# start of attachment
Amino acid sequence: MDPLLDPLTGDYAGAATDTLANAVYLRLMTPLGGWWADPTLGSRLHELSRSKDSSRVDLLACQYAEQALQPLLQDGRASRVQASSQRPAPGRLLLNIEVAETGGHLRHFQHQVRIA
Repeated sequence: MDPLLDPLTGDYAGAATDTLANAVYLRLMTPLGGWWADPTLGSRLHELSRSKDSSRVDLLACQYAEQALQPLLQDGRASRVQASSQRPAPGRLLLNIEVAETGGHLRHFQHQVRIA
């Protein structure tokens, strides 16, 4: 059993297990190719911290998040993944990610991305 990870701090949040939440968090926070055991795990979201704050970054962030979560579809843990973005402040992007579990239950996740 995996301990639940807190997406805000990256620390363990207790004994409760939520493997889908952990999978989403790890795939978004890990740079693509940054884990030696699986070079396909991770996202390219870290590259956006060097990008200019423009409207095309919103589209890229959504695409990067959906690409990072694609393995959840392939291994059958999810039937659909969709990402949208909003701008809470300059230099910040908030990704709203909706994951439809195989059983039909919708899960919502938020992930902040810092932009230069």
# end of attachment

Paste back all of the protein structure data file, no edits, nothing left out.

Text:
Amino acid sequence: MDPLLDPLTGDYAGAATDTLANAVYLRLMTPLGGWWADPTLGSRLHELSRSKDSSRVDLLACQYAEQALQPLLQDGRASRVQASSQRPAPGRLLLNIEVAETGGHLRHFQHQVRIA
Repeated sequence: MDPLLDPLTGDYAGAATDTLANAVYLRLMTPLGGWWADPTLGSRLHELSRSKDSSRVDLLACQYAEQALQPLLQDGRASRVQASSQRPAPGRLLLNIEVAETGGHLRHFQHQVRIA
């Protein structure tokens, strides 16, 4: 059993297990190719911290998040993944990610991305 990870701090949040939440968090926070055991795990979201704050970054962030979560579809843990973005402040992007579990239950996740 995996301990639940807190997406805000990256620390363990207790004994409760939520493997889908952990999978989403790890795939978004890990740079693509940054884990030696699986070079396909991770996202390219870290590259956006060097990008200019423009409207095309919103589209890229959504695409990067959906690409990072694609393995959840392939291994059958999810039937659909969709990402949208909003701008809470300059230099910040908030990704709203909706994951439809195989059983039909919708899960919502938020992930902040810092932009230069």